The wrong tool, or wrong procedures, is typically to blame.
Crimping is a reliable process, provided design and process engineers follow the crimp supplier’s guidelines on crimp wire capacity and the crimp tool settings. Both of these points would have prevented these horror stories. In recent years, good inspection and in-process control of the wire and cable preparation has been enhanced with the launch of IPC/WHMA-620, “Requirements and Acceptance for Cable and Wire Harness Assemblies.”
From discussions with those responsible for calibration, certification and approval of crimping, it is easy to see what can go wrong. When correct procedures are followed, crimps are extremely reliable, but when production does not want to buy the right tools, calibrate equipment or train staff, it can go wrong. Big time.
Ways to resolve management variances across multisite operations.
One of the trends I’m continuing to see grow across the electronics manufacturing services industry is greater OEM focus on strategic use of multisite EMS facilities to maintain proximity with their facility structure or end-markets. Higher volume industries such as automotive and appliance have long dictated where their products would be built and sought EMS providers with facilities in the locations near their operations or distribution points. However, companies with much smaller volumes are also now looking at EMS facility site proximity to their operations. This can create an interesting challenge with smaller EMS providers.
Tier 1 EMS providers have done an excellent job of integrating their operations globally from a systems and process perspective. However, that is not necessarily true of multinational EMS providers in the lower tiers. Many in that category have grown by acquisition and have not standardized equipment and processes among facilities. Program management structures and processes may also differ.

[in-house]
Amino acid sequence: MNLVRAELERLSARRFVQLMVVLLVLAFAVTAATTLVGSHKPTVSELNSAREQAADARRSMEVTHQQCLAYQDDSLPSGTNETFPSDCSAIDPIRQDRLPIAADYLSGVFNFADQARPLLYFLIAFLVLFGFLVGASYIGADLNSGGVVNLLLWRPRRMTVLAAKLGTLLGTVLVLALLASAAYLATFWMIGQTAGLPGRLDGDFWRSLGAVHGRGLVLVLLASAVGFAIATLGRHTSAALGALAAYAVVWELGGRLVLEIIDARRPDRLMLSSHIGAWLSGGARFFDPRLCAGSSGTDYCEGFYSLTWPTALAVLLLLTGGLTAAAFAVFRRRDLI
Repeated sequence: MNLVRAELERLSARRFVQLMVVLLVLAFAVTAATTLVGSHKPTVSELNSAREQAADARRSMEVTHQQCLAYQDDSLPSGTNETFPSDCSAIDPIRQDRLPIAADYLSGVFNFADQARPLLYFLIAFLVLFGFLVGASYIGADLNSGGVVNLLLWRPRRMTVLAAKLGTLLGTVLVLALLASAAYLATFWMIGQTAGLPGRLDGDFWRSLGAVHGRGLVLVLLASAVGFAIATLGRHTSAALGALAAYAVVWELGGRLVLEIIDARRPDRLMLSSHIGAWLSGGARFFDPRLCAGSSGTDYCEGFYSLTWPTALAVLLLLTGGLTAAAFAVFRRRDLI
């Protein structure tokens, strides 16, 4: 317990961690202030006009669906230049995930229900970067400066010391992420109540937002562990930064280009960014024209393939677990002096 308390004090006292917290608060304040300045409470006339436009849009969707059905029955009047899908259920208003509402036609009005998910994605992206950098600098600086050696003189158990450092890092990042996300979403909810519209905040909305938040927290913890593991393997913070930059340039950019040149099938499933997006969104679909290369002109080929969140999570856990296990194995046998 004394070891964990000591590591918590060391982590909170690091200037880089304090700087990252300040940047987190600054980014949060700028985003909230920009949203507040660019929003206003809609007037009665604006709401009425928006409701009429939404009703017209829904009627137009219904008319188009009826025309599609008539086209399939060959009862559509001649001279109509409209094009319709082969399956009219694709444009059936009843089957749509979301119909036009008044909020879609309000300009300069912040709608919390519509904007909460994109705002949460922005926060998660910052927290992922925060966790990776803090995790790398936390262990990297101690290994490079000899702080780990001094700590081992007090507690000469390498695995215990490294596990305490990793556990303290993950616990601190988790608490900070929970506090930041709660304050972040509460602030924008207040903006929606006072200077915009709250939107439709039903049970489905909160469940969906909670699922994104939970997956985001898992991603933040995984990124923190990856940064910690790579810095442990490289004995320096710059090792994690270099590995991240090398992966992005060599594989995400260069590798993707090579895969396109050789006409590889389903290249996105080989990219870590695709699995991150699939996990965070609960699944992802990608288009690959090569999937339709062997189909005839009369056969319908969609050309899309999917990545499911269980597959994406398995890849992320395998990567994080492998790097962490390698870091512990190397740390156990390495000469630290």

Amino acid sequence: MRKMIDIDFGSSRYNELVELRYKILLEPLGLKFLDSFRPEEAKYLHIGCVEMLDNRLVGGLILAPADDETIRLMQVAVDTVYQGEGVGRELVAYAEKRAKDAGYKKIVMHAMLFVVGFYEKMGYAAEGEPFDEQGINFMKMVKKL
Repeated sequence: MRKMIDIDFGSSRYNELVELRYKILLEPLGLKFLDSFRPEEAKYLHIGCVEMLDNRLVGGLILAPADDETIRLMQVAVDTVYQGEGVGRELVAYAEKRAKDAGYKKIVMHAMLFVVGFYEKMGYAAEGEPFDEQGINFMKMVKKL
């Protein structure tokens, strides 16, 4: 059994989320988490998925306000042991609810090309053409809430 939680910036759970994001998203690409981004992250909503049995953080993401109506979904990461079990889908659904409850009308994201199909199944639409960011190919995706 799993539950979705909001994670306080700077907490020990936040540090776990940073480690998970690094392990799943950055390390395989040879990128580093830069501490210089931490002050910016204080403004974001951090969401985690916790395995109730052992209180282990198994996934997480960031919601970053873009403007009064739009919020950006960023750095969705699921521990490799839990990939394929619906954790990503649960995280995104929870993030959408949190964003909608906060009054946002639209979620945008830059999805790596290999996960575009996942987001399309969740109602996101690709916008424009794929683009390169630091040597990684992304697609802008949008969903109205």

Since man first walked, he has been scouring the skies for understanding of how he came to be. Big events are bound to enhance our learning, but capturing those moments and making sense of them is never a simple task. In August came one of those big moments astronomers had been waiting a lifetime to witness: the collision of two neutron stars.
While the cosmic event answered questions astrophysicists had long been contemplating, it also opened a new world of questions. The answers to at least some of those questions are buried in mountains of digital data that could take years to sort through.
A similar situation is unfolding in factories worldwide. We no longer look at machines in isolation, nor do the machines themselves act independently. Systems designed to check the work of other machines on the line are proliferating. Those machines generate immeasurable amounts of data, some of which are used to independently resolve ongoing or potential processing “events,” big and small. But the capture of all these data threatens to bury already overworked engineers.
Success comes not from the name of an efficiency plan, but its execution.
Business acronyms come and business acronyms go, and usually those acronyms are a snappy way to make an otherwise mundane business initiative sound exciting and new. Today the rage is FOD, which is short for foreign object debris (or if you are in the military, foreign object damage).
In the 1970s the acronym that every self-respecting corporate executive proudly promoted was “JIT,” as in just in time. JIT is basically doing what everyone was always trying to do anyway, but utilizing computer-generated data instead of less accurate, more intuition-based means. Adopting JIT systems and procedures was touted as the surefire way to improve customer service, an organized method to reduce lead times and improve on-time delivery. By touting JIT, you showed you were a progressive manager.
When you ask for Cp (or Cpk), are you really getting Pp (or Ppk)?
OK, I admit it: I was trying to be funny in the title. But the issue is how capable is a capability study? Or, to state it another way: When should we be careful in how much we trust our capability study results?
Here are three items we should be aware of when designing, running and calculating a capability study: